#TPQ5

#TPQ5: AIM HALLE GATELY

Pablo Neruda

Pablo Neruda’s sonnets introduced me to the world of poetry and the fine-tuned delicacies of the translated written word. His lines are so intensely graceful and soulful that they act like magic mirrors: When just one of his poems is translated by 10 different English interpreters, each using their own slightly-different interpreted verbs and adjectives, they would each recreate and reflect the same gut-punching tenderness that Neruda had originally penned.

Omar Musa

I originally found Omar Musa’s spoken word videos and was instantly taken with his bold, punk-flower descriptions as well as his powerful voice, especially since most of his work comes from his very real upbringing in a small town in New South Wales, Australia. I knew he was going to stay one of my favorites after reading “Here Come The Dogs”, where his graceful true-grit style is really on display. One of my favorite Musa lines comes from the poem CAPITAL LETTERS, where upon listing the beautiful sights found in his neighborhood streets, he notes that he found it “in sneakers that cluster-hung like grapes on powerlines.”

Iain S. Thomas

The author of the ultra-popular “I Wrote This For You” project, Iain S. Thomas writes positively soulful(and at times, haunting) short & micro poetry. I’ve always loved the beautiful craftsmanship and tenderness that he puts in each little piece, they always feel carefully hand-picked like fresh calla lilies chosen for a bride’s bouquet.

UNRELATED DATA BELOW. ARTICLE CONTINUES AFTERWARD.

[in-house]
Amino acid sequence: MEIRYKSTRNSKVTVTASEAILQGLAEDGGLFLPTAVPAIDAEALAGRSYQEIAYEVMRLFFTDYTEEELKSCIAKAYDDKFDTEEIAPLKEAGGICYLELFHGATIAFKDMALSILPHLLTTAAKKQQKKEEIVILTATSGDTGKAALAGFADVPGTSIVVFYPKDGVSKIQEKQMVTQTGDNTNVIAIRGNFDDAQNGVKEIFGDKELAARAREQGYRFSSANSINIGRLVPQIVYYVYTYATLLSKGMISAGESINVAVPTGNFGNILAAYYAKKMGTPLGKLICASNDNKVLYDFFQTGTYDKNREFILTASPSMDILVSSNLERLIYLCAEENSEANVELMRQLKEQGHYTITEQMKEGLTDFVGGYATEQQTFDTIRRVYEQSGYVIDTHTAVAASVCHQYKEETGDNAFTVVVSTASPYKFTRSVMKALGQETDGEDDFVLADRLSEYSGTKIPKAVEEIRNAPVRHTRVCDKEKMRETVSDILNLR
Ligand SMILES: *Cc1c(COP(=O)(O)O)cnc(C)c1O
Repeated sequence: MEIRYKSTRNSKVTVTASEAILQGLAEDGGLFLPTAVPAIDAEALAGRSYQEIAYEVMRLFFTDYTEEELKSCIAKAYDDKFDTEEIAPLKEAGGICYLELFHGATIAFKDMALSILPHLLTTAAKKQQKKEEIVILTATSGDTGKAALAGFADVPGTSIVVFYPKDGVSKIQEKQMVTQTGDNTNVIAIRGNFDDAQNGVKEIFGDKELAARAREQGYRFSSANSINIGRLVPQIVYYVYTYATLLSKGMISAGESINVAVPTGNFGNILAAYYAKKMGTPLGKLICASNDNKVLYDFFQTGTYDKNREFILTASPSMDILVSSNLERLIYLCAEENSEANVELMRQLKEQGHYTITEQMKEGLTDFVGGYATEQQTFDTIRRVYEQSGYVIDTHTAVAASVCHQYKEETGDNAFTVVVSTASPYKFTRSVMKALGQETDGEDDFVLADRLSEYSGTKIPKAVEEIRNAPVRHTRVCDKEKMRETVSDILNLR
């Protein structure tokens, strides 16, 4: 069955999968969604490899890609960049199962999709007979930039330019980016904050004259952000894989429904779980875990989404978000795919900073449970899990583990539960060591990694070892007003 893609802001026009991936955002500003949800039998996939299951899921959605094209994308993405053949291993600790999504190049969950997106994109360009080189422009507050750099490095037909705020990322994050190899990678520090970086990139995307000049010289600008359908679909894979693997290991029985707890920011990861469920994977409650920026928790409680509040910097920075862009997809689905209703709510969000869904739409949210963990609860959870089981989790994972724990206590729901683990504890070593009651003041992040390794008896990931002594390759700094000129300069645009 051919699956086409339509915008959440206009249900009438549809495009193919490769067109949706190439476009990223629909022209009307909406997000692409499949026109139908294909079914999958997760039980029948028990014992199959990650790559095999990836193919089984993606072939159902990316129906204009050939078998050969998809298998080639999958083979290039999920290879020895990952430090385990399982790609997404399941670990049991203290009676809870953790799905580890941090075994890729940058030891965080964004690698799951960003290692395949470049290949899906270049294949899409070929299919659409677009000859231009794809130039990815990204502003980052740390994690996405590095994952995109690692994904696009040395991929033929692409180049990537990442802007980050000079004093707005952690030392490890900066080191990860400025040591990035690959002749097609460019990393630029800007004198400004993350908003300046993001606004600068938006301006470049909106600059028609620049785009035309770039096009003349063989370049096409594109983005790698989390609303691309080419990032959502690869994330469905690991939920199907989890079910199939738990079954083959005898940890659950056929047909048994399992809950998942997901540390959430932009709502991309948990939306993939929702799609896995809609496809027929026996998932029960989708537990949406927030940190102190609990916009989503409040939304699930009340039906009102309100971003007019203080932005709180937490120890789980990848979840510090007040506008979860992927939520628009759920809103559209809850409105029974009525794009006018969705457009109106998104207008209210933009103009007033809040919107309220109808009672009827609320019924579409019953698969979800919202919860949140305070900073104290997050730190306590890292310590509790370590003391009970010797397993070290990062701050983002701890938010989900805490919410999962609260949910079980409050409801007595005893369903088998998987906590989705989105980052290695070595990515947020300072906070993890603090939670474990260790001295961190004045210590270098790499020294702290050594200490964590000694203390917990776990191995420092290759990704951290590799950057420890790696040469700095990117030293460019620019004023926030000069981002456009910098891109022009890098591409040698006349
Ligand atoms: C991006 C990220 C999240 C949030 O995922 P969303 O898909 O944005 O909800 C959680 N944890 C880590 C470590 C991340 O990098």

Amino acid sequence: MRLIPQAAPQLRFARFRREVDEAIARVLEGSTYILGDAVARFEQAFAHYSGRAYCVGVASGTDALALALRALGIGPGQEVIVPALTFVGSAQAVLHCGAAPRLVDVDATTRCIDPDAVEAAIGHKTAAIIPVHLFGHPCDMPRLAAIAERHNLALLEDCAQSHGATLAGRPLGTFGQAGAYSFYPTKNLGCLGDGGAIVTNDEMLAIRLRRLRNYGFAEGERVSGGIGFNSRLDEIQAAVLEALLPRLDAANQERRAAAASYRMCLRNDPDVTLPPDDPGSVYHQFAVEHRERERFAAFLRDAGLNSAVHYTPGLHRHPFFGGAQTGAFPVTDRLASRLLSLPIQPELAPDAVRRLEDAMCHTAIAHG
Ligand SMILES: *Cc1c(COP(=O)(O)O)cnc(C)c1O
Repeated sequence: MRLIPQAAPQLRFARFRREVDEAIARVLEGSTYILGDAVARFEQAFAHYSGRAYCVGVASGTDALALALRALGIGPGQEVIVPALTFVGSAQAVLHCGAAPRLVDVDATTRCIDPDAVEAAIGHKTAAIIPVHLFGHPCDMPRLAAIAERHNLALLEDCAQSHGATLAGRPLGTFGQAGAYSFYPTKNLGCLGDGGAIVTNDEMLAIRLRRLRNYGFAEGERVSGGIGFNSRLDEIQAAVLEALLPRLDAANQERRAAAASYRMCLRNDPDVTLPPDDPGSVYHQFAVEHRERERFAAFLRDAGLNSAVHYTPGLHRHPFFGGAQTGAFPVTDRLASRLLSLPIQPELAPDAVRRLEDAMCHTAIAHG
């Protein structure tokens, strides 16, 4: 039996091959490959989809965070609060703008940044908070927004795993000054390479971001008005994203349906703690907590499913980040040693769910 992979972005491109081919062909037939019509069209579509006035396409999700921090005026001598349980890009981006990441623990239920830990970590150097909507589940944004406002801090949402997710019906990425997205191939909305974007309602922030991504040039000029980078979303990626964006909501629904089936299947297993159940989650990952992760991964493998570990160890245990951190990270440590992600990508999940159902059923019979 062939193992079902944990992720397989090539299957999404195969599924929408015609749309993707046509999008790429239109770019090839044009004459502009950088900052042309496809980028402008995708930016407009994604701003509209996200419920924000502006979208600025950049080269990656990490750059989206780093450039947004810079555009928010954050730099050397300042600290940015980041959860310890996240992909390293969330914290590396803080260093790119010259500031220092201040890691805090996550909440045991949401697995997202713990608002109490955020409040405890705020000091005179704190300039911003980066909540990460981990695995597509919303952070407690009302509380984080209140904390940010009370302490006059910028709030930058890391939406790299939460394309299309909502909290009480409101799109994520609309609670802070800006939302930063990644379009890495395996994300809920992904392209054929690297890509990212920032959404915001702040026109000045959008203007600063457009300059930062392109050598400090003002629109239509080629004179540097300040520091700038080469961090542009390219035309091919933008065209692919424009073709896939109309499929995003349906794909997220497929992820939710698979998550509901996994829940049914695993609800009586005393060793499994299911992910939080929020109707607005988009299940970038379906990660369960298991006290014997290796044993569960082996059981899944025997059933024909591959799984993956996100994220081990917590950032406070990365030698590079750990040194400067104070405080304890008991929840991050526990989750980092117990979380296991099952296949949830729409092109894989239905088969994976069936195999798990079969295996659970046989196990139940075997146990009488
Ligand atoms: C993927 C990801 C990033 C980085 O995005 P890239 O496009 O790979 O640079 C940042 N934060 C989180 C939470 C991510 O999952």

Tracy K. Smith

“Former Poet Laureate” and “Poetry Prize winner” are certainly deserving titles for Tracy K. Smith, who has such a dreamy, ethereal way of telling tiny stories through her works. I always find myself re-reading her poems again and again, because they truly find a way to weave into the deepest parts of me. I first heard her name while taking a long subway ride into Brooklyn, as her poem “The Good Life” was framed on the car’s wall next to the subway map– and it was quite fitting, because they could both show you where to go, or how to get lost.

JP Howard

There are many poets who write about New York City, but none of them are like JP Howard. Her intricate wordflow paints portrait after portrait of the streets of New York, namely Harlem, and a life lived and earned in the city that isn’t just the blinded head-over-heels love that other poets (and many tourists) have for the Big Apple. She speaks with grace of the day to day lives of New Yorkers who are mothers, daughters and all-around proud women, as well as the experience of Black America, and I’ve always had a deep appreciation for that.


Aim Halle Gately is a poet, author and screenwriter living in New York City. She spent years working as a freelance ghostwriter for clients writing young-adult novels and Film/TV scripts. She no longer wants to be hidden as a ghost in the wall, so she is currently working on getting her name published in various literary journals as well as assembling her first poetry chapbook. She stays inspired by writing fan-fiction in her downtime. More of her work can be found at her twitter page: @AimHalleGately.

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